His notes, discerned and analysed by historians of science John van Wyhe and Kjaergaard, revealed many connections between men and orangutans. For one, the latter understood the appeal of sex and preferred sight over smell to identify a female. Jealousy was another prominent emotion: when Jenny became annoyed at not being let out of her cage, she “shook the cage & knocked her head against door because she could not get out. –Jealous of attention to other.” Tommy, was no less. Darwin would find the both of them obsessing over mirrors, kissing them, rubbing against them, making faces at it. Self awareness, as in humans, was high in the orangutans, and Darwin was convinced they shared ancestors with humans.

In 2009, the iconic image of Charles Darwin high-fiving an orangutan in a cage was immortalised in a Hollywood movie called Creation. But his association with the species went way beyond that momentary exposure. For months he studied the orangutans closely, feeding them, watching them, interacting with them in the controlled environment of the zoo. As he watched her daily, Jenny “...covered herself up with two pocket handkerchiefs just like girl with shawl spread them out—considered them as her property would not give them up to me. but the keeper brought them & gave them. followed me & bit me for having taken it away & tried to pick my pocket.”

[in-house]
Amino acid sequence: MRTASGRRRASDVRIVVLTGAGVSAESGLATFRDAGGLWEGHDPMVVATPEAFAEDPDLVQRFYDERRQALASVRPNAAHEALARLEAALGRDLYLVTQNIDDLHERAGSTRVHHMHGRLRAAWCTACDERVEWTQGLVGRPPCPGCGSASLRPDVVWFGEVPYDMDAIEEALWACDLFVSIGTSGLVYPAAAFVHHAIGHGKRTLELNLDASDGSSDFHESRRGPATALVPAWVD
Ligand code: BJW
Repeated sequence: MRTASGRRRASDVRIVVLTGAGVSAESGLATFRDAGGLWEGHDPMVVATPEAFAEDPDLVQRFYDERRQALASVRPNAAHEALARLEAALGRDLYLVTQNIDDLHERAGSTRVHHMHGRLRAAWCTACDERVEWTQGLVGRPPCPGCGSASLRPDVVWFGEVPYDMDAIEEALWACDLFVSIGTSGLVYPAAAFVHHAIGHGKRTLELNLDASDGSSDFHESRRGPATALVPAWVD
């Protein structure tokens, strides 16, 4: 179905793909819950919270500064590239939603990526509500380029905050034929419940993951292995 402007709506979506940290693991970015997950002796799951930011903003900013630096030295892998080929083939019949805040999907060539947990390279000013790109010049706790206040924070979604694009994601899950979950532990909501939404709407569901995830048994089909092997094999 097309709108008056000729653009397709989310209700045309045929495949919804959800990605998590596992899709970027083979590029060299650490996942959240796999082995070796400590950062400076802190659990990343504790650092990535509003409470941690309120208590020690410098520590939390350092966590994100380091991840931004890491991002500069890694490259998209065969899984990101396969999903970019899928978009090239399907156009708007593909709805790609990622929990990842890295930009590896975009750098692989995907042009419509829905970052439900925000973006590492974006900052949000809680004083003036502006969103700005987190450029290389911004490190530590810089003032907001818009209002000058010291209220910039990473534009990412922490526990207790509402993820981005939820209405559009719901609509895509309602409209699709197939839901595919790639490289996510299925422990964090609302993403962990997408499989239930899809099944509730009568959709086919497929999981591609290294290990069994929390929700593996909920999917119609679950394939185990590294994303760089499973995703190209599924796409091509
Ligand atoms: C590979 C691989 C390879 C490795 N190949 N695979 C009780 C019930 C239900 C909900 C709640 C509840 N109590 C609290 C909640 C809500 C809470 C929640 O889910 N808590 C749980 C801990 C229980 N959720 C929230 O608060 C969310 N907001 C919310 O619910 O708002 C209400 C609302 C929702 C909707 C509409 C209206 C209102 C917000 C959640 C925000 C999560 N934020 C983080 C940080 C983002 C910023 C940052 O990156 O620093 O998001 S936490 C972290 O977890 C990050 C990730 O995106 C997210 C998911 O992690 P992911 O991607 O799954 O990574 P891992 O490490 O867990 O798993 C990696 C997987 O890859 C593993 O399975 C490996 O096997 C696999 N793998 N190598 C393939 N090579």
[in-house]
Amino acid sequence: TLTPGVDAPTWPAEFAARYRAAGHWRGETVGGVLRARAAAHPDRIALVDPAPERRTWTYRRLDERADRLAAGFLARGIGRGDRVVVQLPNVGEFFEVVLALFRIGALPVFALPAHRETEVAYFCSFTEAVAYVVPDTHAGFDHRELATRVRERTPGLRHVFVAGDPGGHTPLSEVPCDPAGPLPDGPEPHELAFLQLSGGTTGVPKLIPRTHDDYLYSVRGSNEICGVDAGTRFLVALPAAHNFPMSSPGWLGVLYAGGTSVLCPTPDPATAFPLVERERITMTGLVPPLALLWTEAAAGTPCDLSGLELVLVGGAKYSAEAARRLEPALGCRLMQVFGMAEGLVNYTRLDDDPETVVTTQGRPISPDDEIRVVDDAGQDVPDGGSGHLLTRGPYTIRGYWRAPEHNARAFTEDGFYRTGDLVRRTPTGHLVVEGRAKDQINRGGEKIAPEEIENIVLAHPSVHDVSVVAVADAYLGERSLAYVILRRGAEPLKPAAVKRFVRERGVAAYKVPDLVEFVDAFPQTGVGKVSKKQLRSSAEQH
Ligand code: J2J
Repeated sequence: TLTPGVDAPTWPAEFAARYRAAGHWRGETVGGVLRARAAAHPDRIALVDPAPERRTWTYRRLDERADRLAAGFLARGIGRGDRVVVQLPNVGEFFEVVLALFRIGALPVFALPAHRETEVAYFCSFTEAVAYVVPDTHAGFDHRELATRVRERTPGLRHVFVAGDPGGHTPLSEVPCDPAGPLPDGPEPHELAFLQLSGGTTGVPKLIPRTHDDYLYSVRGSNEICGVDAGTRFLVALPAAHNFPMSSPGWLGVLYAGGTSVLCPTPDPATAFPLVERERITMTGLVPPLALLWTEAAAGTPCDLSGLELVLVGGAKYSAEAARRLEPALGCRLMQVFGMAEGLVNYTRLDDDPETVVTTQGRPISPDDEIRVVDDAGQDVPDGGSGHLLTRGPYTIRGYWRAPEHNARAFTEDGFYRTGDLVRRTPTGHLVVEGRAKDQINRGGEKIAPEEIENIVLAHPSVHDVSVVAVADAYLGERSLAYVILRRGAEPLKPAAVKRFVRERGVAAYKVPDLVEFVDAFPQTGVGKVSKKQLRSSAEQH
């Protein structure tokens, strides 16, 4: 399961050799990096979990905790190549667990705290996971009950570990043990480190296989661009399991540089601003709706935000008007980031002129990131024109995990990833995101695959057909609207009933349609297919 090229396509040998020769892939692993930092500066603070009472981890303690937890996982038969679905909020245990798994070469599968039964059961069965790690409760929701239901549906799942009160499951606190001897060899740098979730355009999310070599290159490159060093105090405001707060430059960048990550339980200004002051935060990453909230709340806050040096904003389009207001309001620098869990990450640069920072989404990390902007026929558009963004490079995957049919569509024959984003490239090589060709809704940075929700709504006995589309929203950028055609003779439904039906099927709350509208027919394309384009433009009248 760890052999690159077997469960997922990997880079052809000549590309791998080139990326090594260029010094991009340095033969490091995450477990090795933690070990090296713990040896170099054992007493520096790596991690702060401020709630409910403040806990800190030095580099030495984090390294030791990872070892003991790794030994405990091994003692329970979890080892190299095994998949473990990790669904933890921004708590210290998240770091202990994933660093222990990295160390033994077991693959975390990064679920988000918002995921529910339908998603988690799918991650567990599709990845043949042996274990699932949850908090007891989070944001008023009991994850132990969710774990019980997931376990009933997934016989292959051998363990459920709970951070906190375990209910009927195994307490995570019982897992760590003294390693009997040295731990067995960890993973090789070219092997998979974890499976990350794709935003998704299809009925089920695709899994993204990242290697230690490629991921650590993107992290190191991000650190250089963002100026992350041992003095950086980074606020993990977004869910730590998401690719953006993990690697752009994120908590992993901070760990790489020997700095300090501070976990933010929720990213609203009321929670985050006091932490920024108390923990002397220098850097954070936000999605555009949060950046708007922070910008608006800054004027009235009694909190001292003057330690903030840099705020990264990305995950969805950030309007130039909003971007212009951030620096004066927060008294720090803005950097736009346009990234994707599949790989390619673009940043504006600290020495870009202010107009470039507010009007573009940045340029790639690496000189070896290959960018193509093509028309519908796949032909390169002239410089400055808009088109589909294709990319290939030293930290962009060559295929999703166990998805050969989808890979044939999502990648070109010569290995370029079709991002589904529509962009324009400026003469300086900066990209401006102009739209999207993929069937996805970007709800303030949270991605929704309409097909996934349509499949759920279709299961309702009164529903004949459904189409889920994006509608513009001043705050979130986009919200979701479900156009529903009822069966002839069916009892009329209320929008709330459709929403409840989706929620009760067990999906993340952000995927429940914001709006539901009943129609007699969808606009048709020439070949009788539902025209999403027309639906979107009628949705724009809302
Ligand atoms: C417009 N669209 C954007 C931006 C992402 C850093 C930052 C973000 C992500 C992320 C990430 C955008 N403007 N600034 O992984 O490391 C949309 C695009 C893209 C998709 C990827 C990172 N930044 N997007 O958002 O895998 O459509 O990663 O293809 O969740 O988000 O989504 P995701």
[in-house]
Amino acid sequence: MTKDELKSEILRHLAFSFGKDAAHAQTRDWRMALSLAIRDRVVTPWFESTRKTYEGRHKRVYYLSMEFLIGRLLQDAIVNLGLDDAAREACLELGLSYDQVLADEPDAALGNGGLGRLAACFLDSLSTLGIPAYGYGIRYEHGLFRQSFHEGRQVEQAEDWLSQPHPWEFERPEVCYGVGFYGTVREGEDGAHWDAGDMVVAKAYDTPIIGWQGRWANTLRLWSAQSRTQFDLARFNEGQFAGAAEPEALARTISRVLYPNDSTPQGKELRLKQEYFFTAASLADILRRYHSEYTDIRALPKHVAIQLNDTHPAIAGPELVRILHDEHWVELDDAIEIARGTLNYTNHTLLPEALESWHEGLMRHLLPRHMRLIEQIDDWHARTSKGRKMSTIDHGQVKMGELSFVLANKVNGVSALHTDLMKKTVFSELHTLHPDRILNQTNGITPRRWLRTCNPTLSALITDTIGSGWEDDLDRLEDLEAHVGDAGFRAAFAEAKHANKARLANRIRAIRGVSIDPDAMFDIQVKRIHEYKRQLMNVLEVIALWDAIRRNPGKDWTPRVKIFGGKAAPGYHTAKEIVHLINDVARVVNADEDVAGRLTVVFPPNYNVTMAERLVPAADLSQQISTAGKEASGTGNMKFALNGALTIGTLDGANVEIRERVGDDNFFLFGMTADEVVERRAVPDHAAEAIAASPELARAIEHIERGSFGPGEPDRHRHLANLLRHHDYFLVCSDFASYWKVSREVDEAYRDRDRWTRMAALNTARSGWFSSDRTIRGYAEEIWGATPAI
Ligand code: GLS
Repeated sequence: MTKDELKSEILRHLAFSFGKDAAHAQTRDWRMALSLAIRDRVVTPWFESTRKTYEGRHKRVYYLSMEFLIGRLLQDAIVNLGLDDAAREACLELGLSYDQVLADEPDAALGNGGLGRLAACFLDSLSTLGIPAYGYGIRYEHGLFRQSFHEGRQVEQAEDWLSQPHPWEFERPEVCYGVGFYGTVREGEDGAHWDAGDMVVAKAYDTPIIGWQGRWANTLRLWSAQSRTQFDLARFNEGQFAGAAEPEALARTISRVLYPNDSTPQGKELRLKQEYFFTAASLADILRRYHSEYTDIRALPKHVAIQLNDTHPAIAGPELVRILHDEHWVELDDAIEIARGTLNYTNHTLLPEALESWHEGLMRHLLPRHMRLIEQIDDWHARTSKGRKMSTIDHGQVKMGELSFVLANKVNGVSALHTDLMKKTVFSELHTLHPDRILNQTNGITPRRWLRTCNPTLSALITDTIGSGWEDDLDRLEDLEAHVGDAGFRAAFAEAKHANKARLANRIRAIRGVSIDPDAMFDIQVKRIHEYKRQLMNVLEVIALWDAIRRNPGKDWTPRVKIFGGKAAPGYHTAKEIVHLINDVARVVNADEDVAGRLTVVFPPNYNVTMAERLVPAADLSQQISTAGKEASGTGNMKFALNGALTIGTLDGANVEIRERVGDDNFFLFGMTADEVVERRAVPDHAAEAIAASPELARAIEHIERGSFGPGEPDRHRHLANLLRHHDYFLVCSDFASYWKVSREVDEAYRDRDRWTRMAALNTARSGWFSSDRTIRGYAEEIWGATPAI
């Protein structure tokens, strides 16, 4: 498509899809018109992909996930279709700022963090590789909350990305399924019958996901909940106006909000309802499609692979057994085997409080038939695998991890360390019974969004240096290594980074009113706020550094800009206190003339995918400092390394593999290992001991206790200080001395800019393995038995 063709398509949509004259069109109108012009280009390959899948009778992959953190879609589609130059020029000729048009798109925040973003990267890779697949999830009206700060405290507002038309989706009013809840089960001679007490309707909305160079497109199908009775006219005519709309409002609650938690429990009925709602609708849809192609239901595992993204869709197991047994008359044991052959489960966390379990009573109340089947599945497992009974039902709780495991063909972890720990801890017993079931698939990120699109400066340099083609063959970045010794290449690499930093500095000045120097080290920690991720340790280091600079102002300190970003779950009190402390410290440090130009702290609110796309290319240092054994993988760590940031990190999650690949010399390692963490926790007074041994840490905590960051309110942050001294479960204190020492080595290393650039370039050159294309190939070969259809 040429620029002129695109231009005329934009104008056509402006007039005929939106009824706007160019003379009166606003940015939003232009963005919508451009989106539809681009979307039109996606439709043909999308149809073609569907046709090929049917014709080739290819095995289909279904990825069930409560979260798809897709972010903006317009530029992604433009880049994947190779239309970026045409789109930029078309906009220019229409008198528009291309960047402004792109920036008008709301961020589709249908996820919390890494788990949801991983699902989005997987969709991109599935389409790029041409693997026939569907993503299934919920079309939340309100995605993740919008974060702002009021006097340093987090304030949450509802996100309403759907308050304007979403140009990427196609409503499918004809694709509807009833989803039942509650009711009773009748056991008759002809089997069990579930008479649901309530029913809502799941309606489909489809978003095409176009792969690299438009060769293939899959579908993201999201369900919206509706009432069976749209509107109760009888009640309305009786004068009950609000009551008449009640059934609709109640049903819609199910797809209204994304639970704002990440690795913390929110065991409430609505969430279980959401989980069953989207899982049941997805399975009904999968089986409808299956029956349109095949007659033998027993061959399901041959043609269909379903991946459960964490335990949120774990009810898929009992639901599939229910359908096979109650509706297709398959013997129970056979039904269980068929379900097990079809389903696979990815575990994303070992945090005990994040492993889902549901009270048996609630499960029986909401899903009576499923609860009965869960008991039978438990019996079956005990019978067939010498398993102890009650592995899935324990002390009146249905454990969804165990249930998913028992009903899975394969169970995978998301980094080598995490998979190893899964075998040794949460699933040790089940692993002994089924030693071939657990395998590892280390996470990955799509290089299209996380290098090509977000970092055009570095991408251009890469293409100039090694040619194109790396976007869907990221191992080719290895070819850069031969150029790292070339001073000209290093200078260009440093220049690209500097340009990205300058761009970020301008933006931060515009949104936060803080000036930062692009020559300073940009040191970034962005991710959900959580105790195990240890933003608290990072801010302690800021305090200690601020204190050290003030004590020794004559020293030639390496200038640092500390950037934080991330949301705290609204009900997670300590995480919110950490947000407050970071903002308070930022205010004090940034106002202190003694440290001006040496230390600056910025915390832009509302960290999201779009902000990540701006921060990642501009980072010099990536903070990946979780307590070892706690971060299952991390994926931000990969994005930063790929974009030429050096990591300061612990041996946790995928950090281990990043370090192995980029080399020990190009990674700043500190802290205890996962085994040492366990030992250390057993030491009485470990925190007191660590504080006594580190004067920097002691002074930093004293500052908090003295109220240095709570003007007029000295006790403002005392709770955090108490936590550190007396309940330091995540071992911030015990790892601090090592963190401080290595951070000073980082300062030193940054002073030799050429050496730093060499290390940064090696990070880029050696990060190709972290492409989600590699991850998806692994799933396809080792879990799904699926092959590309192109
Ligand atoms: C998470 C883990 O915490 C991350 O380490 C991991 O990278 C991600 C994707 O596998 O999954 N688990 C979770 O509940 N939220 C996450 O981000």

After meeting Jenny the orangutan, Darwin waited almost 21 years to publish his findings in his book, called Origin. While some have attributed the decades to a fear of backlash from the Church of England, van Whye suggests that he took the time to publish fourteen works that lay grounds for the scandalous claim he was preparing to make.

Eventually, Darwin’s theories were accepted even by the carpers. By 1859 even Lyell had turned, acknowledging not only the existence of evolution but terming its complete acceptance as to “go the whole orang.” What this means is that humans are not, and have never been, separate from the rest of the animal kingdom. To study evolution then, means not only to study humans like animals, but to see them as animals themselves.


# Studies in History and Philosophy of Biological and Biomedical Sciences
# National Geographic
# Forbes